You’re ugly … on the inside

Liz Purcell is a Sacramento writer and poet

Last spring, I was attacked by a stranger while attending an area cultural festival.

A woman, accompanied by what I assume was probably her boyfriend, ran up to me and threw water in my face. A passerby who saw what happened laughed. No one offered to help me.

This was not a random act of violence, nor was the woman drunk. Rather, it was part of a pattern of attacking me based on my appearance. These attacks have included, but have not been limited to, people whistling, barking, and verbally harassing me about how “ugly” I am. Many of these “people” have been women.

The main criterion for ugliness these days seems to be having a big nose—or rather, being a woman with a big nose. (Perhaps men’s insecurities about the size of something lower on the anatomy exempts them from concern about their noses?) Nonetheless, people who are fat as houses or who have big, ugly boils on their faces (and are not particularly attractive otherwise) feel free to insult my looks. Who’s ugly here? Go figure.

Of course, getting older doesn’t help women, either. For instance, I once saw a man with an even bigger nose than mine—it curled under itself to form a hook shape—insult the looks of a group of elderly women in a supermarket.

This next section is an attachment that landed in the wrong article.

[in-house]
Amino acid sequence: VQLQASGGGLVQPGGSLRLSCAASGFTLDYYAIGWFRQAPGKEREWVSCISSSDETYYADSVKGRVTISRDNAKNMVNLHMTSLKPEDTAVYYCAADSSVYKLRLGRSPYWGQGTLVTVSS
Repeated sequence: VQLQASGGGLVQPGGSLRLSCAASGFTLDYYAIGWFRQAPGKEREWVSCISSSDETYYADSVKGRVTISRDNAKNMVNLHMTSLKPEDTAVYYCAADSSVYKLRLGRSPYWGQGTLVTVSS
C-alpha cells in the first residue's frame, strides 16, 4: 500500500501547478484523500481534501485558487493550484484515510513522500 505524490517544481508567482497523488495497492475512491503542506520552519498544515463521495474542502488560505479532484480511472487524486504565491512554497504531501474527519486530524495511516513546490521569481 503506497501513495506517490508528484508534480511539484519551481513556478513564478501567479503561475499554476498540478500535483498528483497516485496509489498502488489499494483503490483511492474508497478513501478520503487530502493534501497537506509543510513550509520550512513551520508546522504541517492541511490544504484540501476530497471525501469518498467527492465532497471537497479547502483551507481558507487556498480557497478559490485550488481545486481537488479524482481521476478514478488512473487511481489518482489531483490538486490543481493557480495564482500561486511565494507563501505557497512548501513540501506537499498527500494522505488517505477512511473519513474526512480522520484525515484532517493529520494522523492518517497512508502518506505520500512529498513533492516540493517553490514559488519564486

It is bad enough when men commit such acts. When women do so, it is especially disgusting. They may think that by helping men abuse other women, they are gaining protection for themselves. In the short run perhaps they are, but in the long run they are usually abused by men on the basis of their looks, too. When that happens, they are the ones who cry the loudest, precisely because men haven’t kept their end of the “bargain.”

In his “I Have a Dream” speech, Dr. Martin Luther King Jr. said he longed for the day when men would be judged by the content of their character, not by the color of their skin.

I long for the day when women will be judged by the content of their character, not by whether or not they look “hot.” The only downside would be how many hot (and not-so-hot) people would be found short.